It was a wet dreary Saturday morning as we headed off to distribute shoeboxes. We arrived at a rural community that was obviously desperately poor and bleak.
This first home we visited with the social worker was a two roomed little house. Mum and dad lived there with ten children. The children’s ages were from 3 to 21, and the three eldest were out working.
Mum had made sure that her kids were scrubbed up for the visit and all looking their best – did it matter that one of the boys was obviously wearing a girl’s shirt or that the jeans were several sizes too small? Of course not!
We got a warm welcome and the kids were super excited to get their boxes.
Mum looked on proudly as she saw her children just light up with excitement, squeals and shouts, all excitedly looking in their own shoeboxes and at the same time being distracted by what others were finding in their boxes.
Elena, the eldest girl, had peeped into her box and closed it – determined to enjoy watching her brothers and sisters enjoy these special shoeboxes from Ireland. Later, when I was chatting to Elena, she opened her box for me and she loved a colourful ‘scaly’ notepad.
My daughter had given me a necklace which I gave to Elena, and her beautiful brown eyes just lit up.
I asked Elena what she would like to do when she left school, and she said to be a doctor so that she could make her mum better. I think at that point, I was fighting back tears. Mum can’t afford to go to the doctor because she has no money or health insurance. Mum, who was probably in her late 30’s but looked decades older; this poor mum of ten children, painfully thin in her dressing gown, couldn’t afford to go to the doctor.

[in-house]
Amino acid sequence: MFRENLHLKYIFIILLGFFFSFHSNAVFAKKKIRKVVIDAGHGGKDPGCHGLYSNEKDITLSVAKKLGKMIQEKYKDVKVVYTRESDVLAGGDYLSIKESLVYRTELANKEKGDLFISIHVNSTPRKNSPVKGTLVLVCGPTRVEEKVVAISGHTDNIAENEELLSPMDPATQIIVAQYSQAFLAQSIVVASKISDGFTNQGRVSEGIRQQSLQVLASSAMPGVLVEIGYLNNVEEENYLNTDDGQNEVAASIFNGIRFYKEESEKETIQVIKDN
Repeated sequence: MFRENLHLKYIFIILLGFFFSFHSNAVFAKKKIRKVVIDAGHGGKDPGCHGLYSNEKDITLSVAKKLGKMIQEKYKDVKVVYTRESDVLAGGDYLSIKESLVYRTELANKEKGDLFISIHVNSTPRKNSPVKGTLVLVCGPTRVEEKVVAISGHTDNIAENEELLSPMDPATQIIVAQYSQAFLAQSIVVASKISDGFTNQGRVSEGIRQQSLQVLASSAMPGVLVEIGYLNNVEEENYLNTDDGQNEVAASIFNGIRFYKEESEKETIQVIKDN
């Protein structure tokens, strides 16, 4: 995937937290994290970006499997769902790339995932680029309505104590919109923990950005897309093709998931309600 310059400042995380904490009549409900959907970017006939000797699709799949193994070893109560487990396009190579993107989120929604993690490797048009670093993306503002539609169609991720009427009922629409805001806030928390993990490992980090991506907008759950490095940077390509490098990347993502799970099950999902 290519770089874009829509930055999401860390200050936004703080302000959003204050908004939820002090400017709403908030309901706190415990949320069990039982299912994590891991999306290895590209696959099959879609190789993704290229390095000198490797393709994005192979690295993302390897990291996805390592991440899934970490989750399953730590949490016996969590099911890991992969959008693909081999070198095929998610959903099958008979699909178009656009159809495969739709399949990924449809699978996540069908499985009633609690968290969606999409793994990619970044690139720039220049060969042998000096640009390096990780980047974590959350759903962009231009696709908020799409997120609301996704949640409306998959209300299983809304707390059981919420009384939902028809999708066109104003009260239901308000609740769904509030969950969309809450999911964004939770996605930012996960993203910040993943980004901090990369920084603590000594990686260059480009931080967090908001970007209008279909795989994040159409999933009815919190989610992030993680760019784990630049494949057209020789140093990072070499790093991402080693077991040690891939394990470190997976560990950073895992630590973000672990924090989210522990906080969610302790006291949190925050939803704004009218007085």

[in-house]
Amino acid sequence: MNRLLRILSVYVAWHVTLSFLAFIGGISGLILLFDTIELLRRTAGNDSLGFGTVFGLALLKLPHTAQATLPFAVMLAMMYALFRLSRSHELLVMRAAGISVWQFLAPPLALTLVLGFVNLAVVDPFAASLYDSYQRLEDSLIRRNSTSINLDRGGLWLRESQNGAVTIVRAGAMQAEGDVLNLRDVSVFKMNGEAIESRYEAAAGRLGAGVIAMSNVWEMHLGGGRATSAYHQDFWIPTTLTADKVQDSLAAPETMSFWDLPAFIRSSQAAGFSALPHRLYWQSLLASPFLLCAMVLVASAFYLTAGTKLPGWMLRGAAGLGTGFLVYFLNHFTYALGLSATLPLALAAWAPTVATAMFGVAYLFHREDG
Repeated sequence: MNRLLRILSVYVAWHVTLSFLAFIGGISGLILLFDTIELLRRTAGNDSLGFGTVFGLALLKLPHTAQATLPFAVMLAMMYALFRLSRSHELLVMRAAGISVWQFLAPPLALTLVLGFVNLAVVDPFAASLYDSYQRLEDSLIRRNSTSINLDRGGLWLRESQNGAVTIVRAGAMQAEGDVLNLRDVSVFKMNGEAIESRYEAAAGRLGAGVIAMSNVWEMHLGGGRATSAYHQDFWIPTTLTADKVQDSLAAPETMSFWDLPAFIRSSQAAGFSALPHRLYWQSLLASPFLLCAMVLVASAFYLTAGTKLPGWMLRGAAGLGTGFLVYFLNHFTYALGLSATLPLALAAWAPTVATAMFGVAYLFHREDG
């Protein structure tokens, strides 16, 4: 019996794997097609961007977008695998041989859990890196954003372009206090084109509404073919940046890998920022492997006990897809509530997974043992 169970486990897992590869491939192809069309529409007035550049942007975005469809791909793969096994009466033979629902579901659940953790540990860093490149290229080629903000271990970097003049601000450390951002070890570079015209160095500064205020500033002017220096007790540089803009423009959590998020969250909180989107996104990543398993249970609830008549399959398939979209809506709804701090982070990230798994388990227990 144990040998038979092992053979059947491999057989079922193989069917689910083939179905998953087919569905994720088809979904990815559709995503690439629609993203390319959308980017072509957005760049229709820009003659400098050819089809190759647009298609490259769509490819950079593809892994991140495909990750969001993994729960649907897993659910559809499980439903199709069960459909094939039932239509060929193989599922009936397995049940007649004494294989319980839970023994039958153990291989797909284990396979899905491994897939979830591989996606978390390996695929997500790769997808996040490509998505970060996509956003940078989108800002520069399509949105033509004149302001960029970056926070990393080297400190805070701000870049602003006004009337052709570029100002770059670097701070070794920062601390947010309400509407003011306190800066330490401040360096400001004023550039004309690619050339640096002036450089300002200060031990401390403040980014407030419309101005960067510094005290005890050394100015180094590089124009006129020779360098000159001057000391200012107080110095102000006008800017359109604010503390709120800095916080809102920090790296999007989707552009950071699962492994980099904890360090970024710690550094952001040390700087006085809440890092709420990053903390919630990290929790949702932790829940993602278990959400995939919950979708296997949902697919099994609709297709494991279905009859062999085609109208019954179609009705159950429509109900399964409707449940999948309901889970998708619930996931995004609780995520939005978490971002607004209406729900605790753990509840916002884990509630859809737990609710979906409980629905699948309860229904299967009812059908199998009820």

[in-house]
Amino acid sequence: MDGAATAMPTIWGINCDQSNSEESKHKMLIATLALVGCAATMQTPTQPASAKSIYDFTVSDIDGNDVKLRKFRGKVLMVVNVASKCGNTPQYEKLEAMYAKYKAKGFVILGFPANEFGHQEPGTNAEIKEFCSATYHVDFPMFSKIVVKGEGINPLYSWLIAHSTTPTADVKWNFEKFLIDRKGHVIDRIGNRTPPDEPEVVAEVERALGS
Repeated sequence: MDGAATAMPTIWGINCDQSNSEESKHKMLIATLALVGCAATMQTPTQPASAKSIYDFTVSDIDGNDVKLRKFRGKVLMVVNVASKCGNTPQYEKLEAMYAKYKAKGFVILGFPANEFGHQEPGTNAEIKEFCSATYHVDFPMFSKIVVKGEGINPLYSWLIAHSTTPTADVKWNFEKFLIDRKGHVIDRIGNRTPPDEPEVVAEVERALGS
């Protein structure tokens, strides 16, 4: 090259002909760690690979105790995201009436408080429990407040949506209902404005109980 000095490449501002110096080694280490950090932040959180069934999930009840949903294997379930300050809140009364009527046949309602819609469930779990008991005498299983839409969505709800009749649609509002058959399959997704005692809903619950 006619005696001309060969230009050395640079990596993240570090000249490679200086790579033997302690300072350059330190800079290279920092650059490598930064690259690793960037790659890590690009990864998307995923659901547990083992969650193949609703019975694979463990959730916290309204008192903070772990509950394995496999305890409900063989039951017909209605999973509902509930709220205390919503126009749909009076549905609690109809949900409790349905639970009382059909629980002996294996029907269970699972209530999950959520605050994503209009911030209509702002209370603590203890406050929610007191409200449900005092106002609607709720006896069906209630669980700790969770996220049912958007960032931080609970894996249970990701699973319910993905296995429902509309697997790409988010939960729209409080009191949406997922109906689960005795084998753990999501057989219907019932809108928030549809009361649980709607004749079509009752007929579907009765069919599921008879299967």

There’s one special lady in Cork, Helen Philpott, who is 84 and does about 200 shoeboxes every year for ‘her poor children’ in Team Hope. I had visited Helen in hospital a few weeks previously and had offered to bring out a special box for her. This beautiful box was packed to the brim and I gave it to Elena’s sister, Diana.
Diana was so excited when she opened this box – on top was a gorgeous Barbie doll, dressed in the most exquisite pink dress a girl could imagine. Diana immediately put it up to her cheek and felt it. She took everything out of the box – how everything fitted in the shoebox in the first place, I never will know! Diana loved the bag and then there was a jewellery making kit. During our visit, she quietly away with it, and then gave Elena a ring and another sister got a ring too! Caring and sharing…I just loved it!
Then there were two brothers in the family – one older boy, I had a GAA Kelloggs sports shirt with me, and he loved this – it was a perfect fit! He had got a plastic crocodile hand puppet and he and his younger brother had great fun with this. Sweets were shared between the siblings..one of the smaller kids loved his toothbrush and was delighted to show his mum and I how he cleaned his teeth. I also had brought out a china tea set given to me by a friend who is a granny…she told me that her granddaughter here in Dublin had too much stuff and she didn’t need this brand new set of china! Well, Diana and her little sister had such fun with it too – I was even offered a cup of tea!
What a start to the distributions in Romania – a wonderful home visit, and one I will never forget!
Here is a video of Helen distributing shoeboxes several years ago! What an inspiration she is!